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Historically Black Universities and Colleges changed the course of our lives, and countless others, for the better. These institutions were built to educate and celebrate the Black community when very few would. 

At Xavier University in New Orleans, a single mother was able to bring her six children to class with her, so she could finish her degree. Little did she know her children and her children’s children would later attend the same HBCU, solidifying its forever role in the family. 

At North Carolina A&T State University, they invested in a young Black woman from the ghetto streets of Newark. Her mom saved every penny so she could be the first in her family to attend college. The university’s committed investment in her provided the academic support she needed so she could succeed in ways she never thought were possible. They took her from cleaning houses with her mother to serving in the U.S. House. 

Generations of our family members have had the opportunity to think critically, advance their academic pursuits, be themselves, and celebrate their culture at HBCUs. 

Learning is a deeply personal experience — one in which students need to feel safe, respected, and encouraged to ask questions and advance understanding. To many, these institutions can be safe havens in a world that all too often directs bias, stereotypes, and racism toward young Black people. Many a student have weathered difficult storms in the safe harbor of an HBCU community. 

But recently, this sense of safety has been rocked to its core. 

On Jan. 5, at least eight HBCUs received bomb threats. Multiple schools ordered evacuations or lockdowns and alerted local enforcement.  

Then, on the first day of Black History Month, six more bomb threats occurred

On the second day, fourteen. 

Some schools, like Howard University where our son and grandson attend, experienced two bomb threats two days in a row last week. 

Let us be clear: these are acts of terror, and these are hate crimes. 

As such, they must be urgently investigated and prosecuted to the fullest extent of the law. 

As members of the Congressional Black Caucus and the HBCU Caucus we have been pushing for federal law enforcement involvement, which is ongoing. The FBI has identified several suspects but has not yet made any arrests. 

While no explosions have occurred, harm has already been done. Students and faculty at these HBCU communities across the country are frightened, and their academic endeavors have been disrupted.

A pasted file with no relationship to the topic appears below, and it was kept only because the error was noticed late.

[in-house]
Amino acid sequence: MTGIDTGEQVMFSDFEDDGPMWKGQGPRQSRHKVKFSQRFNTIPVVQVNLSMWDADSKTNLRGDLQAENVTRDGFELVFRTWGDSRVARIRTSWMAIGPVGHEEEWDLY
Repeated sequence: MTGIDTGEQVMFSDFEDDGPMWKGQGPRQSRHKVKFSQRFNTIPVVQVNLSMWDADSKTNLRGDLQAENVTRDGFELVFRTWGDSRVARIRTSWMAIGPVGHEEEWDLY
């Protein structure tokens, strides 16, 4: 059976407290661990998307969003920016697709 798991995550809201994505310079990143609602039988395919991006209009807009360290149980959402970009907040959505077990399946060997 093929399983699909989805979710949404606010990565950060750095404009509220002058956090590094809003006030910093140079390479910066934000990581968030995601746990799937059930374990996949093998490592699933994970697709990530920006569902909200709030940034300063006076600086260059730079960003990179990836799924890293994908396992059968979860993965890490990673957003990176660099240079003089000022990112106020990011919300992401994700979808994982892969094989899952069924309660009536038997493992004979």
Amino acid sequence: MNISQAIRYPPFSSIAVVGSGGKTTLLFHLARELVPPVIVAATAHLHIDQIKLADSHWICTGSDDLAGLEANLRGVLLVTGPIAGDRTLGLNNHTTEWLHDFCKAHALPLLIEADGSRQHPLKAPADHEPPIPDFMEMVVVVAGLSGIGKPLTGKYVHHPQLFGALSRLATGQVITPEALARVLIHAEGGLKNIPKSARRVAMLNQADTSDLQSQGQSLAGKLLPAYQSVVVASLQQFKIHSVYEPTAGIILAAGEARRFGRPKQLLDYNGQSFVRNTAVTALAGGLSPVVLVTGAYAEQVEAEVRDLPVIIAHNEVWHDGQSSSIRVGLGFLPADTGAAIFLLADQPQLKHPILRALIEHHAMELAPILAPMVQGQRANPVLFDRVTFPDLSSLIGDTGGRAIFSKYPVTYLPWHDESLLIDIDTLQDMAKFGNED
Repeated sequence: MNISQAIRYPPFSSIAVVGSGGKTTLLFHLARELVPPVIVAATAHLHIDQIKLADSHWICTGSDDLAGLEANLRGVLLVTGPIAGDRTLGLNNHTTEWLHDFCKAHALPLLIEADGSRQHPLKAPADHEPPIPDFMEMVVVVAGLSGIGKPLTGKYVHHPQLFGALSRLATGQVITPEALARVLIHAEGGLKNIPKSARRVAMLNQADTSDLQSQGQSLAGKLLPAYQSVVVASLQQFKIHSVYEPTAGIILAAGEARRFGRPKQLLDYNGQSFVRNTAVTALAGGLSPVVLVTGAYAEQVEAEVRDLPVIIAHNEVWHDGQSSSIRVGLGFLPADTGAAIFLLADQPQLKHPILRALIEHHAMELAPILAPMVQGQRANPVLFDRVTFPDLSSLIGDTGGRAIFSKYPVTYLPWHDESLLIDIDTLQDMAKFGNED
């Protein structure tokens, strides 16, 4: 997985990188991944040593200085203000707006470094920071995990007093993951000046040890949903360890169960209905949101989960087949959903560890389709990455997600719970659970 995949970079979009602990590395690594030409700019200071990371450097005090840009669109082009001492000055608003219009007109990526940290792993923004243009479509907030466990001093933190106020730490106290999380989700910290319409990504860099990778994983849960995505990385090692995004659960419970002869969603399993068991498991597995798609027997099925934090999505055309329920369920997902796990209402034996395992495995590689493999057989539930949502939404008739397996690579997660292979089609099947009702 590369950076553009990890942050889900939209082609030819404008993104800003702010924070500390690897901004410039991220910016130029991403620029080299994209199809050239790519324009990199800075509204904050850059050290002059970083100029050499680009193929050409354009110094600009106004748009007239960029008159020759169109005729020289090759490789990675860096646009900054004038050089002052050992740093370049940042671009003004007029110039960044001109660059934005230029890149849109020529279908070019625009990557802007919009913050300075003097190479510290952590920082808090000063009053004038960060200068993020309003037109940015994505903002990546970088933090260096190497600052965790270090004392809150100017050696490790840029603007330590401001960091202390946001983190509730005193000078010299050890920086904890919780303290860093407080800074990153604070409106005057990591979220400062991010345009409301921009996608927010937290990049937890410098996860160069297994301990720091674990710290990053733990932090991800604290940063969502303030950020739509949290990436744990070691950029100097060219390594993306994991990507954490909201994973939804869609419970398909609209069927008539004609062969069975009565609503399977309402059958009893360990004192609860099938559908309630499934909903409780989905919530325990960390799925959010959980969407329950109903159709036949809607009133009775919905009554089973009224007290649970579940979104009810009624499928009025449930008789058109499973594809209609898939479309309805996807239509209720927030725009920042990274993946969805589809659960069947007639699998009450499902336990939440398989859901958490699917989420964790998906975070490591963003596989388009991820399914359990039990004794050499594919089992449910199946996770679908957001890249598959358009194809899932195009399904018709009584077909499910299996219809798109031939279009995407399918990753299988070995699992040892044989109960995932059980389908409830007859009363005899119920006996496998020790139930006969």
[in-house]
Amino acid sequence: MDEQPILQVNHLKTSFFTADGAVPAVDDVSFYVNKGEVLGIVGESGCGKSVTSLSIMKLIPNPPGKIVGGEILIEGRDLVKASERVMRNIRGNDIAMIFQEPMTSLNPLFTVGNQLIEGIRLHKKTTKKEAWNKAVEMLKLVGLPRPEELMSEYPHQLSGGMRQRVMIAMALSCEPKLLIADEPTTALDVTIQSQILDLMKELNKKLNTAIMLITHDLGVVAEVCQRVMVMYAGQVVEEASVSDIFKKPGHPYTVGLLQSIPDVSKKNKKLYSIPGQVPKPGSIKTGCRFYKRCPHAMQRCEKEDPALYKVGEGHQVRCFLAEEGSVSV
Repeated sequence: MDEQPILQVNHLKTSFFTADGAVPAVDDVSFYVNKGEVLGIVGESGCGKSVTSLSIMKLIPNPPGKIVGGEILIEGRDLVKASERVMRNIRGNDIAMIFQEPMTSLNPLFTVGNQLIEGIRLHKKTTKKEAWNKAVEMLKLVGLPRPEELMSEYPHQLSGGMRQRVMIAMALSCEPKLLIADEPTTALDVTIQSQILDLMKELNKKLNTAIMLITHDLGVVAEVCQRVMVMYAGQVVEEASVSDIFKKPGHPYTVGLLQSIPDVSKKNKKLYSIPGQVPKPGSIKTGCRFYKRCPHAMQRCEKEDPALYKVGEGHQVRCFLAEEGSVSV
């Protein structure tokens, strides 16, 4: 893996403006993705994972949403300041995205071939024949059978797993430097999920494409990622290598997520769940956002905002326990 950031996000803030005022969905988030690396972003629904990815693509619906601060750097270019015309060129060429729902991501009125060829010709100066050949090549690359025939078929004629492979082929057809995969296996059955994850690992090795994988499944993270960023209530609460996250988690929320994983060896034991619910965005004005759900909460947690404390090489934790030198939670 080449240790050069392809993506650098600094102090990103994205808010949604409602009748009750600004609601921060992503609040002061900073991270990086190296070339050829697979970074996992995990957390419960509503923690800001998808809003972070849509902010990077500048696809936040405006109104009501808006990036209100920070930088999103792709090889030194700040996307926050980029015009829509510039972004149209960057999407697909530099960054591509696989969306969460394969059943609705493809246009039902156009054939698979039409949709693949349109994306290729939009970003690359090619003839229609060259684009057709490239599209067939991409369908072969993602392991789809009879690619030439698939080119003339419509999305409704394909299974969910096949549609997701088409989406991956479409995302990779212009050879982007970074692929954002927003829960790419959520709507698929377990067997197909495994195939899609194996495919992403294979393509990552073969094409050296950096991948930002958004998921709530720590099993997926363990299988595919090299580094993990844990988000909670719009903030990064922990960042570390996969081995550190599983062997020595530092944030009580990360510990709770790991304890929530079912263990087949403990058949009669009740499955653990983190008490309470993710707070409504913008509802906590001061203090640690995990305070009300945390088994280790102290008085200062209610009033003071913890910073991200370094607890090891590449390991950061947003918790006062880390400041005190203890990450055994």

Terrorism and racism have no place on college campuses or anywhere in our nation.  

It should not take multiple instances of threats or a bomb going off to understand that something is deeply wrong here. 

The perpetrators somewhere, whoever they are, either want to harm the Black community or they want us to be afraid. 

Both reasons are utterly deplorable and blatantly racist. Both must be prevented at all costs. 

HBCUs are resilient institutions that will continue to persist and weather every storm.

As Dr. Maya Angelou said, “I can be changed by what happens to me. But I refuse to be reduced by it.”

We will never be reduced or be made smaller than who we are. We are proud Black HBCU graduates and advocates.

In Congress, we are closely monitoring the situation and are doing everything possible to bring an end to these threats and to support law enforcement in their efforts to bring the perpetrators to justice. 

But we cannot just treat the symptom. We have to cure the disease. 

At our kitchen tables, on our main streets and in our churches, we must not be afraid to talk about race and hate — even when it’s uncomfortable. 

Everyone has a role to play in challenging racism and hatred. 

Let us meet this moment and help build safer, stronger-knit communities. 

Together, we can live up to the true meaning and intention of Black History Month. Let us make every month going forward one in which Black communities are safe and respected.

Carter represents the 2nd District of Louisiana and is a member of the CBC. Adams represents the 12th District of North Carolina and is the chair of the Congressional HBCU Caucus and a member of the CBC.

This content was originally published here.

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